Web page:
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'Miracles from Heaven' has come to Blu-ray and DVD this week

Posted July 21

Kerry van der Griend stars as a widowed father of a 4-month-old baby in the comedy-drama "With Child," now on DVD. (Deseret Photo)

The faith film “Miracles from Heaven” arrives on Blu-ray and DVD this week, along with a number of other recent pictures.

“Miracles from Heaven” (Columbia, 2016, PG, deleted scenes, audio commentary, featurettes, concept art, music video). In a small rural Texas town, 10-year-old Anna Beam (Kylie Rogers) suffers from a rare digestive disorder that leaves her unable to eat and ensures a painful death will eventually follow. Her father, Kevin (Martin Henderson), is sure things will work out but her mother, Christy (Jennifer Garner), finds her faith shaken and becomes her daughter’s most forceful advocate. Then one day Anna falls three stories from a tree, has a near-death experience and is inexplicably cured, later saying that while comatose she spoke with God.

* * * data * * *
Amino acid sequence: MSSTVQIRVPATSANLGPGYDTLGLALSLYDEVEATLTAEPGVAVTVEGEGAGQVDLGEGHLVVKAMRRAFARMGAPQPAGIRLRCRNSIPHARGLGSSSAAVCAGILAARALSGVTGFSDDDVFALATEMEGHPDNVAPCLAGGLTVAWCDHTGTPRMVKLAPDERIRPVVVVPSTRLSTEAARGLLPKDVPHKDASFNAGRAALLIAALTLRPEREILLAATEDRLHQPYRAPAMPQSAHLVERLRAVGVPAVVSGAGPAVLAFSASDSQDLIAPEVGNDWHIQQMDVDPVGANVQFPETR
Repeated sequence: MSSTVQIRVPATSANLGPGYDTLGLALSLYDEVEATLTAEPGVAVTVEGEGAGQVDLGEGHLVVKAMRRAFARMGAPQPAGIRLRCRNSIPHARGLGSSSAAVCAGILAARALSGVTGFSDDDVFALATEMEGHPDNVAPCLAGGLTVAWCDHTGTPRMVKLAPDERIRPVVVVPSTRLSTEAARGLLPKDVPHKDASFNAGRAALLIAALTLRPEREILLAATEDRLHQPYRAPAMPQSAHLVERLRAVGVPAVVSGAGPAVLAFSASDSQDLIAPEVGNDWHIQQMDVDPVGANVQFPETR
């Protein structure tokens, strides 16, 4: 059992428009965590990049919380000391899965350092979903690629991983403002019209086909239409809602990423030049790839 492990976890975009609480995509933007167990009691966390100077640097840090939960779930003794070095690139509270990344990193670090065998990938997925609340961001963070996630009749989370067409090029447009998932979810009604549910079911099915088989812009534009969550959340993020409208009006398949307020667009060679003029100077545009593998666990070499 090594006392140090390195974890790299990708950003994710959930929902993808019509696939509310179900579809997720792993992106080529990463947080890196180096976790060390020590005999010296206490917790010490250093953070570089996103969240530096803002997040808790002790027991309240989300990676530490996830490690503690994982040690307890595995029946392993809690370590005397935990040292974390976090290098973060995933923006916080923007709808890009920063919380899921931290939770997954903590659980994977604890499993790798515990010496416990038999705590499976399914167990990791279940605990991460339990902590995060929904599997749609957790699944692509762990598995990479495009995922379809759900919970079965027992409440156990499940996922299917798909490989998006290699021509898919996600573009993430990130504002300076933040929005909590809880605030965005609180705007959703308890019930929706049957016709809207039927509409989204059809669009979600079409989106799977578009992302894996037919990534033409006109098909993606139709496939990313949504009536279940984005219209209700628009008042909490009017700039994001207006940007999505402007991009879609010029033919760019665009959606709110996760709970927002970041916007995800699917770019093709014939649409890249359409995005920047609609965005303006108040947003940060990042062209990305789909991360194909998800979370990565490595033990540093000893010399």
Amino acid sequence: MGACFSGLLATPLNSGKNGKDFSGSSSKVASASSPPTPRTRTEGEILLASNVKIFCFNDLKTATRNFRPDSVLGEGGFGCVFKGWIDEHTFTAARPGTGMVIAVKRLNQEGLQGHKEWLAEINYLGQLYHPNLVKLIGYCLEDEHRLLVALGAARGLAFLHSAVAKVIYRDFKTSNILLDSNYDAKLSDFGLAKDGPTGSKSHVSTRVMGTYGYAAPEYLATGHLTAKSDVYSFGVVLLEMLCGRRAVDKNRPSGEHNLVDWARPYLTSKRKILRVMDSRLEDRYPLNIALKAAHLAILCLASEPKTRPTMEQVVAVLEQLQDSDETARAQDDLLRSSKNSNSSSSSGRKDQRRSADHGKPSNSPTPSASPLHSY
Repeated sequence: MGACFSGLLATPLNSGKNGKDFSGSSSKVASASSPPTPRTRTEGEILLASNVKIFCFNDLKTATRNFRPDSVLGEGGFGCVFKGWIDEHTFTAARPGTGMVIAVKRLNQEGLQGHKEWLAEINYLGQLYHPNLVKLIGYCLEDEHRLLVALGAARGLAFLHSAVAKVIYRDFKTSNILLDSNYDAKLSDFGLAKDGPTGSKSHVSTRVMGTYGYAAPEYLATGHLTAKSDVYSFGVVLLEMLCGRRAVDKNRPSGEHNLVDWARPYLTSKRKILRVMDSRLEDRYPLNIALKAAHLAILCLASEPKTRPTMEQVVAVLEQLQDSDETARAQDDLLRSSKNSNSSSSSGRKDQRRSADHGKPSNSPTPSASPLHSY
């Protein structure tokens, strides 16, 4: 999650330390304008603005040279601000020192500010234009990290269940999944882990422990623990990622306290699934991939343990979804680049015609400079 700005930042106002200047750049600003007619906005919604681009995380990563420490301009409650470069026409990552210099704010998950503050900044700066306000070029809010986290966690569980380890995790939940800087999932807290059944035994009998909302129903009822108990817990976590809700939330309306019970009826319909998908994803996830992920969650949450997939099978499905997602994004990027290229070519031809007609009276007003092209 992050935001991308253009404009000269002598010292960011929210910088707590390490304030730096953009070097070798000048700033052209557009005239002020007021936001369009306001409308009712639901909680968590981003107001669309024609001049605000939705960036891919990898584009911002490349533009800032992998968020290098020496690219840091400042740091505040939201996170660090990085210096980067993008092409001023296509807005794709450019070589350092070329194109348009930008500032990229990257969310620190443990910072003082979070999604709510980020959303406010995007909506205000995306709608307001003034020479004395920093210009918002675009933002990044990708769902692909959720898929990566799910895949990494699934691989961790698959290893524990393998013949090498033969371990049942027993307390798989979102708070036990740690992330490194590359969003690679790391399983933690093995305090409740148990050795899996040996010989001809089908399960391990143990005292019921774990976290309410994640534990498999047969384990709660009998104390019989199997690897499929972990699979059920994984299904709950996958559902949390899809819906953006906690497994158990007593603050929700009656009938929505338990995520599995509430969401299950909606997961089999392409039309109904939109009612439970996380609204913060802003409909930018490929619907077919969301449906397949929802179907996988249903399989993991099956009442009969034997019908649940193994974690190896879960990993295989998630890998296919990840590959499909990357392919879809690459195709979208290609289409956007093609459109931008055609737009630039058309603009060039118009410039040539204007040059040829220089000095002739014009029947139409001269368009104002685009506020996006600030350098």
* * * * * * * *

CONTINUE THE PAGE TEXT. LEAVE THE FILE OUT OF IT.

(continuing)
Several notches above most recent faith films, this one is based on Christy Beam’s memoir of her daughter’s experiences and benefits from better-than-usual production values and Rogers’ better-than-most-child-actors performance. But mostly it gets a tremendous boost from Jennifer Garner, whose all-out star-wattage dominates the film and argues that this may be her personal best.

“With Child” (MVD, 2016, not rated/probable PG-13, trailers). This dry, quirky, low-key comedy-drama loaded with wry, sharp-edged dialogue is about a morose, widowed construction worker (Kerry van der Griend) struggling to raise his 4-month-old daughter. He’s in a custody battle with his well-meaning but overbearing sister-in-law (Lori Kokotailo) and is at sea in terms of parenting skills. After being hired by a college physics professor (Leslie Lewis) to renovate her basement, he finds himself in an awkward relationship with her.